Detroiter Jimmy Edgar’s career has been nothing less than mercurial. From his DJ debut at raves as a 15 year old to award-winning work in fashion photography, he recently established the Ultramajic label and is dropping a second album. ANNA SAXON catches up with him before he plays Carnevale 02 on August 10.
Techno is all about the aurally esoteric – constructed percussion, sub-basslines, the limits of synthetic noise. Jimmy exudes the same sort of ortherworldly detachment that makes his mixes compelling.
“I think we can apply technology to spirituality to gain a better sense of who we are,” he says. “I prefer the more esoteric subjects, but any books on transhumanism can talk about the merging of these two ideas. I think humans are coming to a point where technology will discover things about our sense of spirituality and I think it’s generally a step forward unless we start relying on technology too much. This is a very dynamic subject and it’s extremely dependent on human focus spanning time. You really have me nerding out here, don’t you?”
After his Majenta audio-visual project, he’s produced a very different EP: Mercurio. “The main influence for this record was Mercury in alchemical terms,” he says. “Mercury, or Mercurio, represents fluidity, intellect, transformation and change. For me, everything about the EP represents those attributes, as does the artwork which created especially for it. I will do a third alchemical EP to complete the series later this year.”
Alongside all the touring, Jimmy has a string of projects lined up, one with Berlin visual artist Pilar Zeta. “Pilar Zeta and I are working on our 3-year project to design new faces for the Major Arcana. They are pretty much done, but we’re planning on presentation now. Otherwise, I’m still going hard with Ultramajic. I am continuing my airbrush pieces and I have quite a few new ones but this year I am concentrating on artistic integrity so presentation is also important here.”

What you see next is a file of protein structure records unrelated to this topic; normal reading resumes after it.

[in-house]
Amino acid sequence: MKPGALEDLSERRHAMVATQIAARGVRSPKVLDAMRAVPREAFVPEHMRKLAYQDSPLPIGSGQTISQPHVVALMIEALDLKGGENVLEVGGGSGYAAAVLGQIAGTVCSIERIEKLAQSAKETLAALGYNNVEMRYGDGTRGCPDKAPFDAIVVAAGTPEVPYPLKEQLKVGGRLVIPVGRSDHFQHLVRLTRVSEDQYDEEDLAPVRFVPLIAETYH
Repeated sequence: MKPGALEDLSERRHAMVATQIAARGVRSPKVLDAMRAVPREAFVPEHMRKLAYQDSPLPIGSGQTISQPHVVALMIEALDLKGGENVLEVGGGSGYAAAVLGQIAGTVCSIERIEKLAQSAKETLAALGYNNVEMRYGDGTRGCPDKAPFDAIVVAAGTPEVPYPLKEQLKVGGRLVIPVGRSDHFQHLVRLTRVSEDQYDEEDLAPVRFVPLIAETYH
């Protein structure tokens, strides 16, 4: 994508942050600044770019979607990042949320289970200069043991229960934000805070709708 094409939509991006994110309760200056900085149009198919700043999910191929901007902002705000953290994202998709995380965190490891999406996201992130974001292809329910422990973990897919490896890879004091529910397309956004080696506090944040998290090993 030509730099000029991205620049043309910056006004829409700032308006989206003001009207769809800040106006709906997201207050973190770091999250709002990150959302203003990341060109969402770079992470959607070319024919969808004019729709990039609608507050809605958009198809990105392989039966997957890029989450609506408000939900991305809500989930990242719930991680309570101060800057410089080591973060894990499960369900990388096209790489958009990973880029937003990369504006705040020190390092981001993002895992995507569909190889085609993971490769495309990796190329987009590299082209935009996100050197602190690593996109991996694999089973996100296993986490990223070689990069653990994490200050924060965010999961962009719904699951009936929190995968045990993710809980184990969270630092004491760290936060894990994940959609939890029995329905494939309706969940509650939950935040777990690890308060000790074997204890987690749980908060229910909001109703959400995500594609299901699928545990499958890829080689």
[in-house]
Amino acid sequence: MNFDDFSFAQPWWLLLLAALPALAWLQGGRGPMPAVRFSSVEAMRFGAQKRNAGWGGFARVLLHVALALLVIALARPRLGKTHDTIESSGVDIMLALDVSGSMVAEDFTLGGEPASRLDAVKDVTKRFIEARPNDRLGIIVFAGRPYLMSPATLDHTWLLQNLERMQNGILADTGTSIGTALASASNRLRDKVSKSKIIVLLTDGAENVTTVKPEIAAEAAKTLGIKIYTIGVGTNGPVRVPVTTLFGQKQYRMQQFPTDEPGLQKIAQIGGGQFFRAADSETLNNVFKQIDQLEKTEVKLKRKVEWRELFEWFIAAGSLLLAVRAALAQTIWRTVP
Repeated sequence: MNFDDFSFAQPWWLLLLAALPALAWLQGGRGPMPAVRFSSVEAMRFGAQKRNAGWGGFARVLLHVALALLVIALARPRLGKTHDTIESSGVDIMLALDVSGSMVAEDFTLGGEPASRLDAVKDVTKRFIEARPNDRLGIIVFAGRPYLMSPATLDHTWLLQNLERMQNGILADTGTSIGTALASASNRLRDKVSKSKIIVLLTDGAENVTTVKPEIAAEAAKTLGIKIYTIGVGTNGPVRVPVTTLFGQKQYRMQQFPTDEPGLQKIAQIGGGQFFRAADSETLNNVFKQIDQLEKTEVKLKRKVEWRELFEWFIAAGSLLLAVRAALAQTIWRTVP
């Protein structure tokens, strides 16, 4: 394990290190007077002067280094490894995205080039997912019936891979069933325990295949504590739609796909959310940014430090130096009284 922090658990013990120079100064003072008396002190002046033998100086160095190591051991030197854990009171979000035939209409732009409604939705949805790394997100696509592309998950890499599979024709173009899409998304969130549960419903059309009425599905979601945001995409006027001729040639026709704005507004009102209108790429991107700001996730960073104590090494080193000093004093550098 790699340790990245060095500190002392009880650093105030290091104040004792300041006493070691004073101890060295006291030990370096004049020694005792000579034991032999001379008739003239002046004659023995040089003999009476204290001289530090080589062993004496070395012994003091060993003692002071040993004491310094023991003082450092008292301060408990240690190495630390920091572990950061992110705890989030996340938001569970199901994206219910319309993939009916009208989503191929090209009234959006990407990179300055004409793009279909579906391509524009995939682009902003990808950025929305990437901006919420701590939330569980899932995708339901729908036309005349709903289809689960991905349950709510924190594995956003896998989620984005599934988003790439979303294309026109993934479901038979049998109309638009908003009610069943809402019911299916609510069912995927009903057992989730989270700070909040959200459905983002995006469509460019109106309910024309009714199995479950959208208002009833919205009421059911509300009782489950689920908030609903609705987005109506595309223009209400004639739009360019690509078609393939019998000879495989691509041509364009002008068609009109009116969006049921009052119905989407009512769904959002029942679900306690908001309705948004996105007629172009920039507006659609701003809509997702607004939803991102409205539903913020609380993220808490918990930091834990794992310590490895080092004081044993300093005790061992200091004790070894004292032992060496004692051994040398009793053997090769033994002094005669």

Jimmy divides most of his time between Detroit and Berlin. He’s said before that “Berlin is where I get all my work done; it’s not a relaxing city”. It’s easy to wonder where he goes to chill out, if he ever does.
“It’s hard for people, who potentially don’t travel as much as I do, to imagine relaxing while not traveling,” he says. “What I mean is that my relaxation is spent in my studio where I do all my art and music. The last thing I want to do is travel to relax. I am often going to tropical places to DJ anyway.
“We went to Cairo last January. It was a holiday but by no means a time for relaxation, as we went to discover, learn and connect with the pyramids. The year before, we went to Macchu Piccu, so I would say yes that we prefer to have our minds blown and discover. ‘Relaxing’ in that sense doesn’t really interest me. I like to learn. When I am sleeping I am relaxed enough.”
Well then. With fewer ancient monuments to connect with, is Jimmy looking forward to a second stint in Australia?
“Absolutely,” he says. “Well, now that you mention it, we will have a few days off during my birthday in Australia, so we’ll have to do something really fun. This will require some research though. I’m gonna do that right after this.”